Military drone tech will let one person control 130-drone swarm at once

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The overkill of military technology is exacerbated everyday. In recent months, militaries have pushed research into everything from lock-on rifles to anti-aging pills. In a new development, military drone tech appears to be getting expanded, moving from single drone strikes to massive swarms.

Raytheon military drone tech results in drone swarms

Announced by intelligence and space tech company Raytheon, the defence contractor was selected by The Pentagon to enhance drone tech. Partnering with DARPA, Raytheon’s drone enhancements will significantly overhaul the way drones are used by the military.

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Raytheon’s OFFSET  — Offensive Swarm-Enabled Tactics — will allow a single user to fly a horde of horrifying weapons. Instead of a user only being able to control a single device, drone swarms can be made up of 130 devices all manipulated simultaneously.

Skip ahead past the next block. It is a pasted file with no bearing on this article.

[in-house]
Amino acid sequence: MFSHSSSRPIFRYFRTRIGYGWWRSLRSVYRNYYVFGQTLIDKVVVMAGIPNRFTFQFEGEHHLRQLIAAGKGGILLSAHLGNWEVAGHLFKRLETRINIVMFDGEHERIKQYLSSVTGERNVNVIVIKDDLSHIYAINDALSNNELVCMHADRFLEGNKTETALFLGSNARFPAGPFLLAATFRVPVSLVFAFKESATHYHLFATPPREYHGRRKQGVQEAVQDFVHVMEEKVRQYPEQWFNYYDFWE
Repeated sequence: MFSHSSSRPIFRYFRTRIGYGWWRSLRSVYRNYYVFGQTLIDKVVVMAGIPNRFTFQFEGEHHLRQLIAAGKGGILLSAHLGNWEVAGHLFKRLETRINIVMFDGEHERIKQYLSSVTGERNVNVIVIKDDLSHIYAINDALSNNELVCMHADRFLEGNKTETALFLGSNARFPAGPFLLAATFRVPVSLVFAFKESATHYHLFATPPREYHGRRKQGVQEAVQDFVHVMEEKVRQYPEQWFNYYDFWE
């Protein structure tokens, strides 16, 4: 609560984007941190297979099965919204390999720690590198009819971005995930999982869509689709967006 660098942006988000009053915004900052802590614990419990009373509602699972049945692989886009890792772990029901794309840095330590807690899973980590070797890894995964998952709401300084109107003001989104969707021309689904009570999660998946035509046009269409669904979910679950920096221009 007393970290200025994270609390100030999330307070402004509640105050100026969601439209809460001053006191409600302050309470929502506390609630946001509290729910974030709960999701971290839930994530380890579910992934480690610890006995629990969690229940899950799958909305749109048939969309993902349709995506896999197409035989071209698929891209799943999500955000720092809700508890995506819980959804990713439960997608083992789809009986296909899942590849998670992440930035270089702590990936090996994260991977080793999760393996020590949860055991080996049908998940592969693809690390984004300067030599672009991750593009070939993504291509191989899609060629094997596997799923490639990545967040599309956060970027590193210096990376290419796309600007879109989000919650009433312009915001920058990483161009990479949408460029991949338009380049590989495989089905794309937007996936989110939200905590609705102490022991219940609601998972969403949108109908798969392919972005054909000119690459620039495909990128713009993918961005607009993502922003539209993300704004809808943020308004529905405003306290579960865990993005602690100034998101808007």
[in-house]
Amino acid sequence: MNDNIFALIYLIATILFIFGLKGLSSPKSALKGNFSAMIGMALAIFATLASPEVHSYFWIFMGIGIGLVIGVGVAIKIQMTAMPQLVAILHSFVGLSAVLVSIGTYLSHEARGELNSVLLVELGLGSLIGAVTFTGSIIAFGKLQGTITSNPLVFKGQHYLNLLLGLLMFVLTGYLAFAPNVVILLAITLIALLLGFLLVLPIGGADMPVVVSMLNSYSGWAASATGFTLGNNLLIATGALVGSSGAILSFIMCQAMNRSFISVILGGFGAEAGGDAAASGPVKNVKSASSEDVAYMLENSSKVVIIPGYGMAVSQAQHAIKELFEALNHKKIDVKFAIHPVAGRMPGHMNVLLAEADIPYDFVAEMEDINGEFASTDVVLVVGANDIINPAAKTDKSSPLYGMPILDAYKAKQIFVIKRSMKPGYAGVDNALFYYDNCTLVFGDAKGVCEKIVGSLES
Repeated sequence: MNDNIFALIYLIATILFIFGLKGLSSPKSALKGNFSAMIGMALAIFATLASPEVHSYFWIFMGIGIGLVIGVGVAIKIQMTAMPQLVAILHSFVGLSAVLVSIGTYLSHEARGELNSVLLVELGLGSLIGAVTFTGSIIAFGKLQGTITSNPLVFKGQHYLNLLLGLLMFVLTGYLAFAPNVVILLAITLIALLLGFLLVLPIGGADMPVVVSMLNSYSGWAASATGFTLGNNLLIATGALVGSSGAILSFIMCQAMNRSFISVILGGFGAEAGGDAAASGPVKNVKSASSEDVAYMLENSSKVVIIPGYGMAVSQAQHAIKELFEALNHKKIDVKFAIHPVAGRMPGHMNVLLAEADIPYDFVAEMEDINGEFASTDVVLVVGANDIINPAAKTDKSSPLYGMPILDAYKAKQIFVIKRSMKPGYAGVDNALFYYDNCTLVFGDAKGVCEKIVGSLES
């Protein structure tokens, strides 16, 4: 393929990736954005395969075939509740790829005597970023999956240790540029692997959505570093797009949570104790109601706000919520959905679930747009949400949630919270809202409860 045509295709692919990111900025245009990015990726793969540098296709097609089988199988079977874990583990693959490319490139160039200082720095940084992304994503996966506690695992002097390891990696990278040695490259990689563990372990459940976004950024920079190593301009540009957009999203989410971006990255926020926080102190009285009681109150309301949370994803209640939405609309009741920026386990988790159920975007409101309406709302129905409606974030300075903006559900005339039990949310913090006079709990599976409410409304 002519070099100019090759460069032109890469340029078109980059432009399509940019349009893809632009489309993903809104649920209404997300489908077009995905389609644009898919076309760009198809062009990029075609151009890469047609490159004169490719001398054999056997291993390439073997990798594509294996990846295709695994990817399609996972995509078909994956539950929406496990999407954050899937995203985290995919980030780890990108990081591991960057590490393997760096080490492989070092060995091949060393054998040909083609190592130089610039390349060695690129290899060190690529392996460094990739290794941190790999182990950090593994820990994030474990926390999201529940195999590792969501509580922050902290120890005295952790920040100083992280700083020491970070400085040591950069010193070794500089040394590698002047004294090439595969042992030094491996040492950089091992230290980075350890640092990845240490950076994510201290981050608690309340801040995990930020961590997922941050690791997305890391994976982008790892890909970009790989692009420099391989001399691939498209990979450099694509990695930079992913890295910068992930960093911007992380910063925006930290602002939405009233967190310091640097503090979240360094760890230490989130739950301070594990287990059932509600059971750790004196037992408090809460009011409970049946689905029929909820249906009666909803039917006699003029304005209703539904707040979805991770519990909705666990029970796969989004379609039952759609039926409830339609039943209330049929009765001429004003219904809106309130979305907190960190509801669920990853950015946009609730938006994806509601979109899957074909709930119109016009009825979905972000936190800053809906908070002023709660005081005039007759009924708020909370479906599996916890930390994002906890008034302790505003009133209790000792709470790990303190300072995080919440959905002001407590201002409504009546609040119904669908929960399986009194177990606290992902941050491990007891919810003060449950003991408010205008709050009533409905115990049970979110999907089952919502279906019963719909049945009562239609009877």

The defence contractor claims that its combination of hardware and software makes controlling swarms easy. Raytheon claims that an operator will only need “minimal training” to control an army of devices.

“Controlling a drone swarm changes the way an operator or group of operators think about the drones,” principal investigator Shane Clark said. “Takeaways from this exercise help inform us of the inflection points between utility and manageability.”

Read More: Smart Guns with fingerprint verification are coming to the US

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How are the drones controlled?

Raytheon claims that the enhanced military drone tech will be controlled via a virtual reality interface. In current drone tech, FPV virtual reality headsets are combined with joystick controllers to maneuverer the vehicles.

The defence contractor’s VR tech will be more advanced. Not only will the operator be able to assume the PoV of each individual drone, but also survey VR environments of mission locations to plan out attacks.

The idea of massive unmanned military drone swarms is horrifying to picture, and a step towards war automation. However, as sad as it is, this technology is, it’s just expected at this point.